Since trying it, I’ve spoken with the hosts about their experiences, I’ve by pure chance found hosts in my own city and I’ve spoken to friends who’ve tried it and not a single bad report has arisen. “But what about that incident in Spain where the 19-year-old guy was locked in the bathroom and held hostage?” or “What about the Saudi prince that destroyed someone’s home?” Well, those are isolated incidents. And sometimes bad shit happens. But bad shit happens everywhere in the world and to anyone. According to Airbnb stats, their negative experiences make up less than half a percent of all the guests that have been hosted in the past 8 years in 190 countries. You have to get over the cultural Stranger Danger bias that is so prevalent in North America. Because it’s a myth. The appeal of hostelling and the success of Airbnb and other innovative businesses that base their plan on a sharing economy prove that. It might seem a little unnerving at first to be in a stranger’s home but also consider, the hosts are taking a risk on you too. Friends of ours have tried Airbnb in other European countries as well as in Canadian cities and I haven’t heard of any first hand negative experiences.
In Split, we booked a tiny Old Town apartment for the two nights we were there. The price was really inexpensive and it was close to everything we wanted to see. We didn’t need a lot of space because we were arriving late on the first night anyway – around 9 pm. When we arrived at the apartment, Ana, the host, showed us the little studio apartment but told us that the wifi wasn’t working because of some construction that was happening in the neighbourhood. She then offered us one of her other apartments for the same price. The little one was adorable but because we didn’t have an international SIM card, wifi was kind of important. She walked us a few blocks down the street and showed us a bigger apartment that was also very cute.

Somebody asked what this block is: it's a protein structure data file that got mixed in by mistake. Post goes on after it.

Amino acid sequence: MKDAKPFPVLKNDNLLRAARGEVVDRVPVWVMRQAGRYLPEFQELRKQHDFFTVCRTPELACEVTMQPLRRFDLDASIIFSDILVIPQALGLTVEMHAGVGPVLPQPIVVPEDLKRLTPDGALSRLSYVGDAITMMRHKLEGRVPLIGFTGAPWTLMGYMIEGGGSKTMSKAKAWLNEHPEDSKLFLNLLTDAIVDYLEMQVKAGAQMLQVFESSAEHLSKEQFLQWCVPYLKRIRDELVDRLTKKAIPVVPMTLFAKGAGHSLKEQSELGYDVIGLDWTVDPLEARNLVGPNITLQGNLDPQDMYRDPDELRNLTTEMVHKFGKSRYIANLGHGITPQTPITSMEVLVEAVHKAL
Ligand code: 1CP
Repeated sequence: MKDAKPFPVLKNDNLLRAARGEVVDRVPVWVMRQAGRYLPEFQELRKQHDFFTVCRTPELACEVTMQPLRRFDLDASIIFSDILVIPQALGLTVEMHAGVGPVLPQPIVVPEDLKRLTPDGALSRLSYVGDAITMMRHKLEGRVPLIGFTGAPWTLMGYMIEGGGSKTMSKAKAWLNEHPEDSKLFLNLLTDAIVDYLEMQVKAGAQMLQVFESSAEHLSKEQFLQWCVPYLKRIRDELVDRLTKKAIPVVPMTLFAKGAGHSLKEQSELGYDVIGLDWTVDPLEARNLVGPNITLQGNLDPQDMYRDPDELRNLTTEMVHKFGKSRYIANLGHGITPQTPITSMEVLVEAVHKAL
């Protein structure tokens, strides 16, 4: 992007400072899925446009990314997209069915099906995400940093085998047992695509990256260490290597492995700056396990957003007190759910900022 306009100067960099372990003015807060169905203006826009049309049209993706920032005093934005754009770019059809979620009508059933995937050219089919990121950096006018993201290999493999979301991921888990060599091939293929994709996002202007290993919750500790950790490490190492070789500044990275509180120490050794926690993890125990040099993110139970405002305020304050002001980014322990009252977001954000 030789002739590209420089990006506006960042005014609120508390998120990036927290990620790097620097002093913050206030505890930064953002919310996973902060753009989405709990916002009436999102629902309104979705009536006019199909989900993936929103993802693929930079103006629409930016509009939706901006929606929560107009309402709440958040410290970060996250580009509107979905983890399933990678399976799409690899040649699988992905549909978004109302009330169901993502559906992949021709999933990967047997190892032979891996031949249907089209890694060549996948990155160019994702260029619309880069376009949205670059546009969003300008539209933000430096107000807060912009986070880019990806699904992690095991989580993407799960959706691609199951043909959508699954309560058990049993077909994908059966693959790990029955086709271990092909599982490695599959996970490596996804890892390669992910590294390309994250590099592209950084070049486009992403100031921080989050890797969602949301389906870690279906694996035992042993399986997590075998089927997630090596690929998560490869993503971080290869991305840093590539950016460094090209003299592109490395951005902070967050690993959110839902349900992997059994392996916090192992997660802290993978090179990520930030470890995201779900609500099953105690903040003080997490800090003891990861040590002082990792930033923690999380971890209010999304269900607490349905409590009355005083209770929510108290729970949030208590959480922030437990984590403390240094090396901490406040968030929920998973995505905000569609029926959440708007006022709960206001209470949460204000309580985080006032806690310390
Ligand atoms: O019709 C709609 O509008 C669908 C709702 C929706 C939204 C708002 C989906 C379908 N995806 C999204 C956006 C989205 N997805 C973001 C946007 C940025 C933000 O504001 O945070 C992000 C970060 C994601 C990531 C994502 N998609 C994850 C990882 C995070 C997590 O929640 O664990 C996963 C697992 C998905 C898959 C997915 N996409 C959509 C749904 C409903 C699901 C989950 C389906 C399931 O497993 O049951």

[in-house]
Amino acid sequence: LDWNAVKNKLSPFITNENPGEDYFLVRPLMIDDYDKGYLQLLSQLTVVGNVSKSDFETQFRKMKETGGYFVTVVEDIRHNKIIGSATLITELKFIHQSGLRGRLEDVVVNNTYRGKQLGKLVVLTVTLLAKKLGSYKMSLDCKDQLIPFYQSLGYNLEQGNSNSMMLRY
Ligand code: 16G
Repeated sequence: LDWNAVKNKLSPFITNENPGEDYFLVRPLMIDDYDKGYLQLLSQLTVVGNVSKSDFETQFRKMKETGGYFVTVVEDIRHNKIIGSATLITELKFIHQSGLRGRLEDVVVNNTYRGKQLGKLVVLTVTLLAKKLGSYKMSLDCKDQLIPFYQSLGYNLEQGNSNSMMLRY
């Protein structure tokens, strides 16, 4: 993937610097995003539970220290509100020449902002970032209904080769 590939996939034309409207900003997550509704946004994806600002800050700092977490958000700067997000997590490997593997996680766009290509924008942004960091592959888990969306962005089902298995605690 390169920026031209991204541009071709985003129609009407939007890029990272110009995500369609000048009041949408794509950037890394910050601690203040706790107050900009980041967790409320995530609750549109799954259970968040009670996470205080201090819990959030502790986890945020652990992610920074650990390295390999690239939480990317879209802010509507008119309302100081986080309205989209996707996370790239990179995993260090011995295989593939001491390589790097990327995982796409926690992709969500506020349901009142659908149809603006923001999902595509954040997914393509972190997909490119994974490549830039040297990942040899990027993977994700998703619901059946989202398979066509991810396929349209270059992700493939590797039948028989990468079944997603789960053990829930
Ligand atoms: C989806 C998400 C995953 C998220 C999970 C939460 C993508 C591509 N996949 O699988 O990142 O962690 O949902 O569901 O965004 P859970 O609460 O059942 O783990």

It was within a few minutes’ walk of everything we wanted to see. And there’s something really enchanting about having keys to a place in another country. It really feels like you are living there. This apartment was in the historic part of town so just stepping out of the door made us feel like we were really a part of the city.